(Reuters) - Workplace app Asana Inc said on Monday it had confidentially filed paperwork with the U.S. Securities and Exchange Commission to go public, indicating it would opt for a direct listing instead of a traditional initial public offering.
A person familiar with the matter confirmed to Reuters that Asana is pursuing a direct listing.
Founded in 2008 by Facebook Inc (FB.O) co-founder Dustin Moskovitz and ex-Google-and-Facebook engineer Justin Rosenstein, Asana was most recently valued at around $1.5 billion, according to data provider PitchBook.
The listing is expected to take place after the SEC completes its review, Asana said.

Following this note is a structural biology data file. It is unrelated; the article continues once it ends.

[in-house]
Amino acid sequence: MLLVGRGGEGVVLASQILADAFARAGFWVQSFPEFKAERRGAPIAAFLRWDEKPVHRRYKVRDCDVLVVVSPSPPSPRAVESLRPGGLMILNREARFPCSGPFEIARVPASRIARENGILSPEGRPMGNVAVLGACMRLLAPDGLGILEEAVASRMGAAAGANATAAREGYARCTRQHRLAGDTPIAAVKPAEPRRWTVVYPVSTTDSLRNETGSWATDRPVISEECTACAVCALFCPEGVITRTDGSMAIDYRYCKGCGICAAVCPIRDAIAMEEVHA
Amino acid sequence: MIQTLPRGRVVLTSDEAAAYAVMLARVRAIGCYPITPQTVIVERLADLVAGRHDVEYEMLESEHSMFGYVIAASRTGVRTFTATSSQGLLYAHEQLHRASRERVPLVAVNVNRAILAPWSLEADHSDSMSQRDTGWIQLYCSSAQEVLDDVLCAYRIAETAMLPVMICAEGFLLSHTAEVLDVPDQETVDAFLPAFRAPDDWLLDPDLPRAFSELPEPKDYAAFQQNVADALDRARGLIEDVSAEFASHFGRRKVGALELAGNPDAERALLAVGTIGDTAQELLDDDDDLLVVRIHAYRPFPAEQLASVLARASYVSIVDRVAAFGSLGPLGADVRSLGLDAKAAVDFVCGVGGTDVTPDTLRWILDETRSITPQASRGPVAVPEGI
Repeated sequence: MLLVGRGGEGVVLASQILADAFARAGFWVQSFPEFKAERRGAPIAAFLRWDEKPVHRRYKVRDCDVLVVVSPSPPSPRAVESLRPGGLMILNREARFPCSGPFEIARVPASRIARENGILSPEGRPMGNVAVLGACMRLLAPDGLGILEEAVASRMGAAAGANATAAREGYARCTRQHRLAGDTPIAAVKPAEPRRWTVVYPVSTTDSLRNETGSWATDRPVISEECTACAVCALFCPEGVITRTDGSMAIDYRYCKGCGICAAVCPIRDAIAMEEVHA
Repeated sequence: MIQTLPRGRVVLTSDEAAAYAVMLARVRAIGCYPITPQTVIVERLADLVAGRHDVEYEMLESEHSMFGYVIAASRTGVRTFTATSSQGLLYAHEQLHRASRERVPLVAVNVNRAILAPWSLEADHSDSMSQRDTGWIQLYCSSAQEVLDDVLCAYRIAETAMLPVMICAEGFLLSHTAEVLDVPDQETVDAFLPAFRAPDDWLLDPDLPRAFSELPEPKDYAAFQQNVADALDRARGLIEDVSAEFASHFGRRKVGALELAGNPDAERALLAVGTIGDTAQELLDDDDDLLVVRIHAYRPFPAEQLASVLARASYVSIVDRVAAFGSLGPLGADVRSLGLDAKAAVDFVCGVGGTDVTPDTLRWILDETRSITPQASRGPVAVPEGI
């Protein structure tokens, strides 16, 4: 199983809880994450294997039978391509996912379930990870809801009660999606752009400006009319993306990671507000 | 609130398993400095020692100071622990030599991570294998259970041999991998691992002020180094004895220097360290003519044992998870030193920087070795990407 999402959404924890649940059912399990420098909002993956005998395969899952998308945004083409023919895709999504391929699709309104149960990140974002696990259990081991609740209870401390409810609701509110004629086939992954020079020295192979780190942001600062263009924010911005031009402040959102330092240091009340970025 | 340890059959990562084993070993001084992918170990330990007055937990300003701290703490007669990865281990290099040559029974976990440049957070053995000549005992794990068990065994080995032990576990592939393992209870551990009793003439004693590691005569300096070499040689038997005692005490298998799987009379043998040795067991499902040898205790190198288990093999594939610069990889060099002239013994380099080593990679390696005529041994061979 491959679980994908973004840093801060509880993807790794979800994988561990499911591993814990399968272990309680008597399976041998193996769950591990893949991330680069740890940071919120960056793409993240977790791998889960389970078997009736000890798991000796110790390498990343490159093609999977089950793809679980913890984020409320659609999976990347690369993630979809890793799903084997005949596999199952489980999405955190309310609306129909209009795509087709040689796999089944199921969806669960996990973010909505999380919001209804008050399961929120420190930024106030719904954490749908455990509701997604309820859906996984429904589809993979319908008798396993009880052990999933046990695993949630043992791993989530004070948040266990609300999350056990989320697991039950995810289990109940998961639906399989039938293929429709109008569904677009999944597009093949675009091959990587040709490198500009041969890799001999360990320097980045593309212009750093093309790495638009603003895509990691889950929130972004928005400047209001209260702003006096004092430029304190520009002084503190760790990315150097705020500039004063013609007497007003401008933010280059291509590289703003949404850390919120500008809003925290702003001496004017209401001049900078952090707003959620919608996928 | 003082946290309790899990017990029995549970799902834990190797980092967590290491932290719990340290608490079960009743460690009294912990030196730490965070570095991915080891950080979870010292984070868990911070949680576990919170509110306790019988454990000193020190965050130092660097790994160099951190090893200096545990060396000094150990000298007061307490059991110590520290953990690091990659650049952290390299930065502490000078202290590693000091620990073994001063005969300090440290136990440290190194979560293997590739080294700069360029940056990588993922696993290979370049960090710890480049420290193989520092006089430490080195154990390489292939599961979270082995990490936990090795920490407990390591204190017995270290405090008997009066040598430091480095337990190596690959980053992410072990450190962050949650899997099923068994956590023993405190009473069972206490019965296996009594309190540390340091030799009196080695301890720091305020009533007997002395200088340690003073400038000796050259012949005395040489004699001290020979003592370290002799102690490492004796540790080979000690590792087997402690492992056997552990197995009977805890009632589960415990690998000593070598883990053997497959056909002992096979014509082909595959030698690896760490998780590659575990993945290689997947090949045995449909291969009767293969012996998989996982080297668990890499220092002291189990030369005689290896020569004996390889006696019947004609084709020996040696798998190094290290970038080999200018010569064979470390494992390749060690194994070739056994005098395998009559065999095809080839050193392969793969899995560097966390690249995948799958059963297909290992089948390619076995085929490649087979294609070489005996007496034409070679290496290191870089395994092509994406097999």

No new shares are created in a direct public listing and it helps companies save millions in underwriting fees and also does not dilute the ownership stakes of existing investors.
Venture capitalists (VC) have backed direct listings as it avoids restrictions on stock sales by insiders, which often includes VCs.
Reporting by Abhishek Manikandan in Bengaluru and Joshua Franklin in New York; Editing by Vinay Dwivedi